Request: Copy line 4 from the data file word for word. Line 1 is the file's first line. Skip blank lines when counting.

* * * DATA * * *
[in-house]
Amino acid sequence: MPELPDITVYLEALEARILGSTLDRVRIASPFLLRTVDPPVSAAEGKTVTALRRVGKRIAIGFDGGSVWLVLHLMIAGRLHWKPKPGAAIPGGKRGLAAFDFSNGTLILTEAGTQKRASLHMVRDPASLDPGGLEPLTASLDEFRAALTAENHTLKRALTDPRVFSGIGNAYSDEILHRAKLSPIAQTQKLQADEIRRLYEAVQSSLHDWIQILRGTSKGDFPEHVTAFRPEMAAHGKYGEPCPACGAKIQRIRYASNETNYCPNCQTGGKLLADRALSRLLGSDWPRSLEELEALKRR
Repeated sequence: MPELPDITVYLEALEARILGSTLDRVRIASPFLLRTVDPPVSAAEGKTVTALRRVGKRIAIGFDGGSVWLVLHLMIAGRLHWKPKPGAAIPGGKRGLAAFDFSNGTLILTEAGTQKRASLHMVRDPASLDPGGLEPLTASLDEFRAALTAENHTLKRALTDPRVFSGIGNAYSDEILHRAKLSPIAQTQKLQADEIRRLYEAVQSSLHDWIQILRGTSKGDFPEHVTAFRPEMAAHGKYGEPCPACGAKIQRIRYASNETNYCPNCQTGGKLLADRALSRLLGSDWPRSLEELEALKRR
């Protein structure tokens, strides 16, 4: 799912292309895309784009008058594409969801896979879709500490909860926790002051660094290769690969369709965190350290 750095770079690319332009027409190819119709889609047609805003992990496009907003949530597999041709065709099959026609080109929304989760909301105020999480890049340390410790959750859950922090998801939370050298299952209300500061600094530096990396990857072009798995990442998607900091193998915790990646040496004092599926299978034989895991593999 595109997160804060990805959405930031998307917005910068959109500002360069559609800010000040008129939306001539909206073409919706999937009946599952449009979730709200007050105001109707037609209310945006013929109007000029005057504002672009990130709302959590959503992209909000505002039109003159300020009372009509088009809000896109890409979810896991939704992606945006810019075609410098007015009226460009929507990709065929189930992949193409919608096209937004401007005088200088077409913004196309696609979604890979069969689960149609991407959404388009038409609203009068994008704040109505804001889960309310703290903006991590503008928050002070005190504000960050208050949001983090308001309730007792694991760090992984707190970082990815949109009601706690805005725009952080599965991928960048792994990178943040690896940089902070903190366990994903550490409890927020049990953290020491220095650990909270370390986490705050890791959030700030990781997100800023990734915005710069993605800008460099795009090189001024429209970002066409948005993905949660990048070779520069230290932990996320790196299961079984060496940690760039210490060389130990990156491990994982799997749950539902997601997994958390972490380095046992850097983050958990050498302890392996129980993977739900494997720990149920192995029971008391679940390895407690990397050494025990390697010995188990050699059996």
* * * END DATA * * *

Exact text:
């Protein structure tokens, strides 16, 4: 799912292309895309784009008058594409969801896979879709500490909860926790002051660094290769690969369709965190350290 750095770079690319332009027409190819119709889609047609805003992990496009907003949530597999041709065709099959026609080109929304989760909301105020999480890049340390410790959750859950922090998801939370050298299952209300500061600094530096990396990857072009798995990442998607900091193998915790990646040496004092599926299978034989895991593999 595109997160804060990805959405930031998307917005910068959109500002360069559609800010000040008129939306001539909206073409919706999937009946599952449009979730709200007050105001109707037609209310945006013929109007000029005057504002672009990130709302959590959503992209909000505002039109003159300020009372009509088009809000896109890409979810896991939704992606945006810019075609410098007015009226460009929507990709065929189930992949193409919608096209937004401007005088200088077409913004196309696609979604890979069969689960149609991407959404388009038409609203009068994008704040109505804001889960309310703290903006991590503008928050002070005190504000960050208050949001983090308001309730007792694991760090992984707190970082990815949109009601706690805005725009952080599965991928960048792994990178943040690896940089902070903190366990994903550490409890927020049990953290020491220095650990909270370390986490705050890791959030700030990781997100800023990734915005710069993605800008460099795009090189001024429209970002066409948005993905949660990048070779520069230290932990996320790196299961079984060496940690760039210490060389130990990156491990994982799997749950539902997601997994958390972490380095046992850097983050958990050498302890392996129980993977739900494997720990149920192995029971008391679940390895407690990397050494025990390697010995188990050699059996």